Item description for Guerrilla Capacity Planning: A Tactical Approach to Planning for Highly Scalable Applications and Services by Neil J. Gunther...
In these days of shortened fiscal horizons and contracted time-to-market schedules, traditional approaches to capacity planning are often seen by management as tending to inflate their production schedules. Rather than giving up in the face of this kind of relentless pressure to get things done faster, Guerrilla Capacity Planning facilitates rapid forecasting of capacity requirements based on the opportunistic use of whatever performance data and tools are available in such a way that management insight is expanded but their schedules are not.
A key Guerrilla concept is tactical planning whereby short-range planning questions and projects are brought up in team meetings such that management is compelled to know the answer, and therefore buys into capacity planning without recognizing it as such. Once you have your "foot in the door", capacity planning methods can be refined in an iterative cycle of improvement called "The Wheel of Capacity Planning". Another unique Guerrilla tool is Virtual Load Testing, based on Dr. Gunther's "Universal Law of Computational Scaling", which provides a highly cost-effective method for assessing application scalability.
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Est. Packaging Dimensions: Length: 1" Width: 6.25" Height: 9.5" Weight: 1.35 lbs.
Release Date Dec 19, 2006
ISBN 3540261389 ISBN13 9783540261384
Availability 93 units. Availability accurate as of Jan 18, 2017 07:23.
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More About Neil J. Gunther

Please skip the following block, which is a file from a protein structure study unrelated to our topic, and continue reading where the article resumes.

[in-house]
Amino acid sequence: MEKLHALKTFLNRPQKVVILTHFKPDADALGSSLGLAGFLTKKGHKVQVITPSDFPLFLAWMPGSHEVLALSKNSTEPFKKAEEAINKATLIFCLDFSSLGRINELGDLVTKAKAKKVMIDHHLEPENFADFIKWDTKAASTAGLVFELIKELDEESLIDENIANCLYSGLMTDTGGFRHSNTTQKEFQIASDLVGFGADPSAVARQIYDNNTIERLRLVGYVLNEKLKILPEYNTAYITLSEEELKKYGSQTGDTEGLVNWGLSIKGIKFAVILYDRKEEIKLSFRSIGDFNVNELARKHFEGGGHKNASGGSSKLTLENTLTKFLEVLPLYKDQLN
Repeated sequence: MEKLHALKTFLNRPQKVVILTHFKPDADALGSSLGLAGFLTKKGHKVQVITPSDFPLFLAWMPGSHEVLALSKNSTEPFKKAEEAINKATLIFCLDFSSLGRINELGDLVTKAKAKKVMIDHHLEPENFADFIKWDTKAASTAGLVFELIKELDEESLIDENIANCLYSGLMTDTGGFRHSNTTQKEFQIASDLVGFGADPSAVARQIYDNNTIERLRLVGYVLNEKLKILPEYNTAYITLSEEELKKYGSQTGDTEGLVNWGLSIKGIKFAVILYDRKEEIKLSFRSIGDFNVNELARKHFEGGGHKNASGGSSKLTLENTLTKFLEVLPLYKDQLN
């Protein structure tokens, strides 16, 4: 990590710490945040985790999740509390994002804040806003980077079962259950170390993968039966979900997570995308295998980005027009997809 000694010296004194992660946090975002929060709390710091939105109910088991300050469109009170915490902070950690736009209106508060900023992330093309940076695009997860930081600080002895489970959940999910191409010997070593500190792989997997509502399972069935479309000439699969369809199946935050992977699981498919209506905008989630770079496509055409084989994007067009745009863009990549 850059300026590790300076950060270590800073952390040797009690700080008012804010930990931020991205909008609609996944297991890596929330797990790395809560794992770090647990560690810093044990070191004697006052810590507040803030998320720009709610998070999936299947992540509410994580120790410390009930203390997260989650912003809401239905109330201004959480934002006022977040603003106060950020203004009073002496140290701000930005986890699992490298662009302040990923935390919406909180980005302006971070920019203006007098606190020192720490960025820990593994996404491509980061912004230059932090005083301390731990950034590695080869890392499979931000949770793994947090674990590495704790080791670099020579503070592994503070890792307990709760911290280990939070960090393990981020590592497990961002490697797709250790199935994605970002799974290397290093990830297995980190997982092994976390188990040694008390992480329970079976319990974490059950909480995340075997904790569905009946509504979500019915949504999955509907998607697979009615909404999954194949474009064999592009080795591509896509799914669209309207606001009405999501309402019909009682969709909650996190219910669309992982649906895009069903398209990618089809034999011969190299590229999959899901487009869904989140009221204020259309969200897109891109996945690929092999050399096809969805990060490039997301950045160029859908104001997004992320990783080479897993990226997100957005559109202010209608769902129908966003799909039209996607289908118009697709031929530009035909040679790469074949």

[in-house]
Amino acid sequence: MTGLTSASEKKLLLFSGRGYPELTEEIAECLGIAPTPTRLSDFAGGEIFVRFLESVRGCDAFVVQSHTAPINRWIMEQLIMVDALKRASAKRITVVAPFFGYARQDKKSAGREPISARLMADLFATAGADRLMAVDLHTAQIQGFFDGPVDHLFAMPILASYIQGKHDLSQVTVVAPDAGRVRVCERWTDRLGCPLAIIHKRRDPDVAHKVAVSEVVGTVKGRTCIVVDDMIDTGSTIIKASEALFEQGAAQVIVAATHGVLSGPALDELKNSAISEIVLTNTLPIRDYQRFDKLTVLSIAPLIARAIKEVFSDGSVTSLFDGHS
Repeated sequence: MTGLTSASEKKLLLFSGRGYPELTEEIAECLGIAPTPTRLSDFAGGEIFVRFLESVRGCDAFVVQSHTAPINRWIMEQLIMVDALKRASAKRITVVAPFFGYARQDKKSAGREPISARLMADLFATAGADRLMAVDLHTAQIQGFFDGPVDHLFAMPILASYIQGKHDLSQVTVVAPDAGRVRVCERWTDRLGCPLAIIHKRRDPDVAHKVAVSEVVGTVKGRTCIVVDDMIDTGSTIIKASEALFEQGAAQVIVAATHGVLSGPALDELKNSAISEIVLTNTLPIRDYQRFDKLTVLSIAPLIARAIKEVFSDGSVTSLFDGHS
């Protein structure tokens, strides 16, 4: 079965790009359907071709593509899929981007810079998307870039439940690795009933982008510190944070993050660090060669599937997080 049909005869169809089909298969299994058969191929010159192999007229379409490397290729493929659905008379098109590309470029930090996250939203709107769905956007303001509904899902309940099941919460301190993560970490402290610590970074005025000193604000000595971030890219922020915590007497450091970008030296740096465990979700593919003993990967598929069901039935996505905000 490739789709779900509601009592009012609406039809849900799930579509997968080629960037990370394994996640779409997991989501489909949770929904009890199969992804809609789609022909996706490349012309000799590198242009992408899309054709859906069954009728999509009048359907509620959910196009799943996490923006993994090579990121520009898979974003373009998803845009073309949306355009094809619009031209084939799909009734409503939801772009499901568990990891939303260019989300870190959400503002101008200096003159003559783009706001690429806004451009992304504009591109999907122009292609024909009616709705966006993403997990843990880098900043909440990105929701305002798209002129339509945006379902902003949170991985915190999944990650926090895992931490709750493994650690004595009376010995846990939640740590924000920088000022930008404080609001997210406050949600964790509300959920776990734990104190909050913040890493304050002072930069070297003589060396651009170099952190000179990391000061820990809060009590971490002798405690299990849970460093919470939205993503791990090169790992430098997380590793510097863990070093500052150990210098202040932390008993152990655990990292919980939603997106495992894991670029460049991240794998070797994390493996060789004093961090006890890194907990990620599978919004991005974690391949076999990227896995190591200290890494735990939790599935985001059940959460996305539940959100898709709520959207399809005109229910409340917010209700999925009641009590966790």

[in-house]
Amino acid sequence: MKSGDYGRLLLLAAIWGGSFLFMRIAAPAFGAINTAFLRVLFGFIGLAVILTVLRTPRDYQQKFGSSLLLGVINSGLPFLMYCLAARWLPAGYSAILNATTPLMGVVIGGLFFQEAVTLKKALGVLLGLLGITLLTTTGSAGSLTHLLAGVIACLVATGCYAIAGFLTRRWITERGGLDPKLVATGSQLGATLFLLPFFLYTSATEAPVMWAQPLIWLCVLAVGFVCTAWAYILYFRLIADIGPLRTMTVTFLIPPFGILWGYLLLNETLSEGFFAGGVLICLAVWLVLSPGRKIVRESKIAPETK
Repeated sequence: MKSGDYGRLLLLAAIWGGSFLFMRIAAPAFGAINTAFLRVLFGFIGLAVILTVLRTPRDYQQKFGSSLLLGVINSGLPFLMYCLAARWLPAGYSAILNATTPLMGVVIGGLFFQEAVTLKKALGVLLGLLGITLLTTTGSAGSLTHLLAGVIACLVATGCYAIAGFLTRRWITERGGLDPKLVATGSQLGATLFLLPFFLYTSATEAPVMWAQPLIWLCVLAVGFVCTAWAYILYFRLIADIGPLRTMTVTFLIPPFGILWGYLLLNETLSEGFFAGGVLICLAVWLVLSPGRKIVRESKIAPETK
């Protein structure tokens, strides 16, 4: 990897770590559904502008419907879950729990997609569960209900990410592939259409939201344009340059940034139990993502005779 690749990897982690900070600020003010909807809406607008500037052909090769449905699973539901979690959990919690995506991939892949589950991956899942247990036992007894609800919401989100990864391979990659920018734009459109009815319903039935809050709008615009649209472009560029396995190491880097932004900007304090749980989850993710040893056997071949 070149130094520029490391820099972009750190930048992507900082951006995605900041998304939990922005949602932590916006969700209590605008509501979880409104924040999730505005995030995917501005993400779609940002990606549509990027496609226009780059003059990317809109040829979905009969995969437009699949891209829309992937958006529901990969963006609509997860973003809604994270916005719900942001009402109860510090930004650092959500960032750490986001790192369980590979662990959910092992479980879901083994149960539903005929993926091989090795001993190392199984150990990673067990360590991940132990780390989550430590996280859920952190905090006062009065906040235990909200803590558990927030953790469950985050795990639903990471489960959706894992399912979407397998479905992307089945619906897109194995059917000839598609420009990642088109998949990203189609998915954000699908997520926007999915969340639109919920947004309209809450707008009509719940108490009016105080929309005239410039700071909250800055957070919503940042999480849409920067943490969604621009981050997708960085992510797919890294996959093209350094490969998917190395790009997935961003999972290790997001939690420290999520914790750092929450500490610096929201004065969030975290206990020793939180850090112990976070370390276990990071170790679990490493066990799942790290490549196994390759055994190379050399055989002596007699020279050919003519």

Neil Gunther, M.Sc., Ph.D. is an internationally recognized computer system performance consultant who founded Performance Dynamics Company (www.perfdynamics.com) in 1994. Originally from Melbourne, Australia, he has resided near Silicon Valley in California for 25 years. In that time he has held teaching positions at California State University-Hayward and San Jose University, as well as research and management positions at Xerox PARC and Pyramid/Siemens Technology, and also worked on the JPL/NASA Voyager and Galileo missions. His performance and capacity planning classes have been presented at such organizations as America Online (AOL), Boeing, FedEx, Motorola, Stanford University, and Sun Microsystems. In 1996, Dr. Gunther was awarded Best Technical Paper at Computer Measurement Group, and in 1997 was nominated for the A.A. Michelson Award. He is a member of the ACM, AMS, CMG, IEEE, and SIGMETRICS.
Neil J. Gunther currently resides in Mountain View Castro Valley, in the state of California. Neil J. Gunther was born in 1950.
Reviews - What do customers think about Guerrilla Capacity Planning: A Tactical Approach to Planning for Highly Scalable Applications and Services?
Great coverage of Capacity Planning and Performance Management Aug 24, 2008
Very readable coverage of Capacity Planning and Performance Management. Doesn't presume any previous knowledge, but doesn't talk down either. Several good chapters talking about queueing theory. A great practical handbook.
Who does this better? Mar 15, 2007
I've read the other reviews and they seem to ignore the "Guerrilla" concept. The fact that scientific analysis is ignored and decisions made on perceived knowledge in most companies for me is the key to the book. Excel is a great way to get the performance point across even with precision errors. Getting management buy in is 99% of the process. GCP makes that argument simple. Read this book and get the word out. Performance is not linear!
Enlightening, however ... Mar 11, 2007
First of all, this book was worth the money I spent on it. I came away from reading this book with a clear understanding of the differences between speed and scale, and with a system for modelling the scalability of systems in general.
However... really all of this value was in the first quarter of the book. I read on and read on looking for further conceptual gems but they weren't to be found.
I guess that books are "meant" to be at least a particular length, but this one could have been much shorter and more concise.
a gem and a keeper Mar 10, 2007